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imminent threat. i hope that this on that representation that the department will support that legislation. >> that is totally consistent with the letter that i sent to senator paul. i talked about 9/11 and pearl harbor. those are the instances where i said it might possibly be considered. other than that, we would use our normal law enforcement authority in order to resolve situations along those lines, those are normal things that you do when you are trying to decide if someone can -- >> i would like to move on from the politicized enforcement of the law in the department of justice. in 2010, congress heard evidence that the department of justice declined to enforce voter intimidation laws. against members of the new black panther party. in 2011, the department of justice released a statement of the department would no longer defend the constitutionality of the defense of marriage act,
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with content which passed with bipartisan majorities, and was signed into law by president bill clinton. last year in 2012, the department of homeland security announced it would no longer in force our nation's immigration laws against individuals designated by the president. my question to you is are there any other laws passed by this congress that the department of justice does not intend to enforce? >> it is the tradition of the department who always enforce laws where there is a reasonable basis to argue for the enforcement of those laws. i have sent memos or letters to the speaker of the house. i believe that is where the letters go to where we have declined to support laws and enforce laws that congress has passed for a variety of reasons. i will note that where we decline to defend that statute that the courts subsidy has
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agreed applied that standard of certainty, it is not something yet. >> he said that courts agreed on the merits of the issue and that is very different from saying that there is no reasonable basis to defend the statute, which is what he suggested was the standard. it is not the department's position that every case in which the department might lose a case, it will not tend to the statute. while process does the department engage in to determine what federal laws that will follow and which of them untenable not? >> it is the rare instance where we make the determination that we will not. doma was one of those. and as i said, courts have in fact agreed with that determination. >> let me briefly address one other area. much attention has focused on
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the "fast and furious" program and the tragic consequences of that. was the white house involved in any way whatsoever in decision-making concerning "fast and furious"? >> note. >> given night, last year faster my understanding is you had asserted executive privilege against handing over documents concerning "fast and furious." it protects communications and advice with the president. his executive privilege applies to those documents, it necessarily implies that the white house and president personally was involved. to which of the two is that? >> the president, the white house got involved in the component. certainly interactions and
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conversations between the justice department and the white house about the operations after all of the artifacts had occurred, put the controversy and the controversial actions had been taken. we got into a situation where we were talking about the congressional investigations of "fast and furious", there were communications between the white house and justice department. >> do i understand you correctly? my time has expired. i would like to ask if it's your position of executive privilege only became public with subsequent communications, but there is no executive privilege that is applicable before i because if you just a minute ago, the white house was not involved in any way, shape or form with fast and furious. >> it protects medications between the white house and the executive branch agency. to my knowledge, there are no communication to deal with the operational components of "fast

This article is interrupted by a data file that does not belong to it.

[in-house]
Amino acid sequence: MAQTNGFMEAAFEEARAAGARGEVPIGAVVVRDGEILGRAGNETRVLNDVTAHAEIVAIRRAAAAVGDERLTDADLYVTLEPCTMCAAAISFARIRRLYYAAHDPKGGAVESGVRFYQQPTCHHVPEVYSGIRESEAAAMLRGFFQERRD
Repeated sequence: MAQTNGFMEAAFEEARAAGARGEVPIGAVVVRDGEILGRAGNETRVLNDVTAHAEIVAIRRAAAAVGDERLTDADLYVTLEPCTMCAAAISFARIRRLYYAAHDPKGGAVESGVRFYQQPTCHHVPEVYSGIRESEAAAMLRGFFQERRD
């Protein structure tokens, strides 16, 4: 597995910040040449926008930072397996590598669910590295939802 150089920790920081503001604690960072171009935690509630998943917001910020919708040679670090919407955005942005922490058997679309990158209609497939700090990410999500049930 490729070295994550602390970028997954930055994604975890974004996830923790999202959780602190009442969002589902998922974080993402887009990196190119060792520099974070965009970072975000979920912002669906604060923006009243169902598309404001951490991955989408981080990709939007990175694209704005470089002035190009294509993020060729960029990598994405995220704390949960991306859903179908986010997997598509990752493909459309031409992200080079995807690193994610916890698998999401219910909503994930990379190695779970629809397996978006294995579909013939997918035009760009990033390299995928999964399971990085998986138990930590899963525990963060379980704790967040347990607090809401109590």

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and furious" between the white house and justice department. >> so executive privilege does not apply? >> there is nothing therefore to apply to you. as best as i know. >> thank you, general. >> thank you, chairman. welcome, general holder. thank you for the initial statement that the administration has made with an ongoing separation of powers. i know that there will be a lot of work ahead of us to work out the details of that, but i think it is an important step for the administration and thank you for your work on the cyberexecutive order, which was a vital step, that we did not pass legislation to address this pressing issue before, i think senator graham here, we are working on supplementing the executive order with bipartisan legislation and i think it is vital for our country. let me chime in on another
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briefing. the question of letters that we would like to get a response to a request for the record, it was made last june when you were last here. >> just to be fair, it's not only omb. there are problems with in the department where we need to be more responsive. but it is also regarding equity and it is not strictly own beat. >> one year to another is a long time to get an answer. >> i would agree with that. we are looking forward to having a hearing on the resources of the department and the strategy of the department on cyberprosecutions and on the actions against botnets.